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L.A. County took steps early to combat Delta variant. We should know soon if it worked

A bartender wearing a mask stands behind bar taking an order from a customer seated at the bar
A bartender takes an order Thursday at Oasis in San Francisco. A new policy of the 500-member San Francisco Bar Owner Alliance requires bar customers to show proof of vaccination or a negative COVID-19 test within 72 hours to sit indoors.
(Justin Sullivan / Getty Images)

When Los Angeles County last month imposed a mask requirement for indoor public settings, it seemed like an outlier. Some wondered whether officials were going too far.

But the Delta variant has wreaked more havoc since then, causing COVID-19 to spread, primarily among people who have not been vaccinated. People who are vaccinated are strongly protected against contracting the coronavirus and, if they are infected, tend to get less sick.

Now a growing number of other counties are following L.A. County’s lead. On Monday, seven of nine counties in the Bay Area, as well as the city of Berkeley, announced a similar mask requirement for indoor public spaces.

The question is whether the mask mandate can help slow the new surge. L.A. County should be among the first to get data back. Here is what we know.

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How effective are new mask requirements?

While Los Angeles County officials are hoping the mask rules will slow the new surge, it will take at least several more days to know if the measure is effective.

Based on an assessment of transmission rates this week, county health officials issued a statement saying they “will have a more complete picture to inform this discussion by the end of the week.”

COVID-19 cases and hospitalizations are rising, but remain far below the winter peak. Growth last week slowed compared to the week prior, according to county Public Health Director Barbara Ferrer.

Dr. Neha Nanda, medical director of infection prevention and antimicrobial stewardship at Keck Medicine of USC, said cases are still rising, reflecting a gap between the implementation of the order and its widespread adoption. While it might be too soon to see the precise impact of masking, Nanda was confident it would help rein in the virus.

Rules and guidance about face masks have changed throughout the pandemic. Here’s how the CDC’s advice has evolved.

With the mask mandate, “our numbers will not soar,” said Nanda, who leads preparation for and response to emerging infectious diseases at Keck. “They might still rise,” she added, “but it just may not be so exponential.”

Case rates and hospitalizations so far haven’t matched the devastating levels seen last fall and winter. Preventive measures could help ensure the latest surge doesn’t turn into another crisis, said Richard Carpiano, professor of public policy and sociology at UC Riverside.

“The idea is that you don’t want to wait until it’s too bad,” he said. “You want to get it kind of ahead of time.”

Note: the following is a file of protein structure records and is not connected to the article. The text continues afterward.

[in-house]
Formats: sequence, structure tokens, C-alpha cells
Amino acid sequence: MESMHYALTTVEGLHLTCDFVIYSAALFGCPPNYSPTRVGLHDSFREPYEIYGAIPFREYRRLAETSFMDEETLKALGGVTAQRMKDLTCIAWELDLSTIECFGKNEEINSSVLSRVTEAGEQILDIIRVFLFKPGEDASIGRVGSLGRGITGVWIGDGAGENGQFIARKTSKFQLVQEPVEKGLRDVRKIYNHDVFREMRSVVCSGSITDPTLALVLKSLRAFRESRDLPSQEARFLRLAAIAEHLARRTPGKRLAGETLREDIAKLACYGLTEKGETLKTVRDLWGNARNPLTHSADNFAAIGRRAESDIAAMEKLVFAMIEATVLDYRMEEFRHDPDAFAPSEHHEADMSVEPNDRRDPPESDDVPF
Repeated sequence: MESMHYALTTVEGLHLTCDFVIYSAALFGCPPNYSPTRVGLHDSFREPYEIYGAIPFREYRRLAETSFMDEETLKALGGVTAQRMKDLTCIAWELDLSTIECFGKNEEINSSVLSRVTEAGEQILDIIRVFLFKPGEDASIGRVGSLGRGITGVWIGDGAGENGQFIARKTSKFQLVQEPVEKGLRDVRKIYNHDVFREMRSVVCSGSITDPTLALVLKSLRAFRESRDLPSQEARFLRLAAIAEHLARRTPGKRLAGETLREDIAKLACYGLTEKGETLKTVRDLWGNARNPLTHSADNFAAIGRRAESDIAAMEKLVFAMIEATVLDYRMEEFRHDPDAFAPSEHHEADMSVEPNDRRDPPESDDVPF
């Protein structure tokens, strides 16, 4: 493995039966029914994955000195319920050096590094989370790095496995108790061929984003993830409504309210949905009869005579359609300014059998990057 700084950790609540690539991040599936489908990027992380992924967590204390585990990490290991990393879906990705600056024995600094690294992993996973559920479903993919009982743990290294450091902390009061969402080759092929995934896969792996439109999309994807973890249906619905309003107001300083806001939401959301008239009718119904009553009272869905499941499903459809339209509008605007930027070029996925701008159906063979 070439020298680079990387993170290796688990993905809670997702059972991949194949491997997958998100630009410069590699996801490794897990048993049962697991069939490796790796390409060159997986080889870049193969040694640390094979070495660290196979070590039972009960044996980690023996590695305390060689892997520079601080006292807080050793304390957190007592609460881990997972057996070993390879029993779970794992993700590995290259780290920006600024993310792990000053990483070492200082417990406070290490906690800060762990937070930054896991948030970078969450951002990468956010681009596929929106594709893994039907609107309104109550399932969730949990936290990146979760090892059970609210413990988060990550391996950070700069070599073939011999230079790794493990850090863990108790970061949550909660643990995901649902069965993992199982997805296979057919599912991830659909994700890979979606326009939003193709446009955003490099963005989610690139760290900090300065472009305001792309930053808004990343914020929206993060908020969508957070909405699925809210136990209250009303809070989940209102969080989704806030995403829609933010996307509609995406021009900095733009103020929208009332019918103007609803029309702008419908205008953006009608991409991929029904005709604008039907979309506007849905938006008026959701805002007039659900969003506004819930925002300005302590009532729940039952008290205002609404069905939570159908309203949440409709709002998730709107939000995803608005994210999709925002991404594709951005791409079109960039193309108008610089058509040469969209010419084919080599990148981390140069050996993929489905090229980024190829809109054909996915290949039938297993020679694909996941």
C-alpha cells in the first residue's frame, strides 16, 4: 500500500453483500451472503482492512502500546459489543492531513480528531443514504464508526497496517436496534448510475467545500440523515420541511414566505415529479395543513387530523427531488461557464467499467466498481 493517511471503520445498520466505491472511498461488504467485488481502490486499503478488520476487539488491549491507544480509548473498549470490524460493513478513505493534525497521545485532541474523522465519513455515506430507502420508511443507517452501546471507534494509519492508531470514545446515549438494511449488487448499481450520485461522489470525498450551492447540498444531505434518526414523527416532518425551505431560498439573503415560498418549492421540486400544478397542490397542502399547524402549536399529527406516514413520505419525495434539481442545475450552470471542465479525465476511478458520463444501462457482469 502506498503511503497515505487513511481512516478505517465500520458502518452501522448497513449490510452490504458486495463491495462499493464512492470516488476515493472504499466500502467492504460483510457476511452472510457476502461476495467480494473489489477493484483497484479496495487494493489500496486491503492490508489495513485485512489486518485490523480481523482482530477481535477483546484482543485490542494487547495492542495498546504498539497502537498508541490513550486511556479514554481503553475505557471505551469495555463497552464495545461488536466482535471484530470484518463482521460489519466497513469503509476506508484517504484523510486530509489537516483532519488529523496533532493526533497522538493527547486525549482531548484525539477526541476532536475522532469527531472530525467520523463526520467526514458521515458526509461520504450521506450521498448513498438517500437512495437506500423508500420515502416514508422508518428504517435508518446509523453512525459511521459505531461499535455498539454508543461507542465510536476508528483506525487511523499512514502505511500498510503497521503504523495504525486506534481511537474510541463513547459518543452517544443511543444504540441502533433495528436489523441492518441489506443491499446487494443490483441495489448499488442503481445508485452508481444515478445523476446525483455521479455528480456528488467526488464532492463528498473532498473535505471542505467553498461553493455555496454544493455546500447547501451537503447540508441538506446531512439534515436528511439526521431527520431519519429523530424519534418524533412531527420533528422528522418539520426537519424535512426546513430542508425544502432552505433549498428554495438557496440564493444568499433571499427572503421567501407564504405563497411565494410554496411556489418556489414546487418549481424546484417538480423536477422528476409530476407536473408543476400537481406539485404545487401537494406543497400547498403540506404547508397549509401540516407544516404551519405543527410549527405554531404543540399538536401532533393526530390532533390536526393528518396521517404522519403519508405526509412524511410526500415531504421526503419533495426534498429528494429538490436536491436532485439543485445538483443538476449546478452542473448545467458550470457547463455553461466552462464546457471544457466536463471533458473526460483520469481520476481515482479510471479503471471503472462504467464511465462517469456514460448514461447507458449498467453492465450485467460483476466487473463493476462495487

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What about a statewide mandate?

Last week, California urged everyone — even those fully vaccinated — to wear masks indoors while in public. But there is no statewide requirement, and many California counties have not taken the same action as L.A. County and the Bay Area.

“As always, as occurred in parts of the Bay Area today, local health jurisdictions may put in place guidance more restrictive than the state based on local conditions,” the California Department of Public Health’s communications office said in a statement Monday.

Nanda, of Keck Medicine, said that a patchwork of rules could diminish the effectiveness of the reinstated mandates.

People are mobile, and so is the virus. As a result, Nanda expects the effects of the mandates will not be “as impressive” if counties have different requirements.

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Carpiano said he doesn’t foresee much more guidance coming down from Sacramento.

The politicization of mask mandates and other COVID-19 restrictions could make it a gamble, he said, especially in light of Gov. Gavin Newsom’s upcoming recall election. And he doesn’t see every county falling in line voluntarily. Instead, he envisions the mandates will be “sort of scattershot” throughout the state.

How about vaccine mandates?

A growing number of institutions are trying that too.

On Monday, Kaiser Permanente announced it will make COVID-19 vaccines mandatory for all employees and physicians. The Oakland-based healthcare giant said nearly a quarter of its 240,000 employees remain unvaccinated.

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Some cities including Los Angeles, San Francisco and Pasadena are requiring proof of vaccination from employees. University of California and Cal State University are also requiring vaccinations for students returning to campus.

Those who work for the state of California or in public or private healthcare settings soon will be required to show proof they’ve been vaccinated against COVID-19.

If they aren’t vaccinated, or decline to show such documentation, they’ll have to be tested regularly for infection.

A growing number of restaurants want proof of vaccination or a recent negative test. That uptick followed announcements by at least 33 Los Angeles bars that they also had taken that step, according to L.A. Taco, which has published a running list.

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And on July 26, the San Francisco Bar Owner Alliance announced that it was recommending that its 300-plus member establishments require such proof from patrons who wished to sit indoors.


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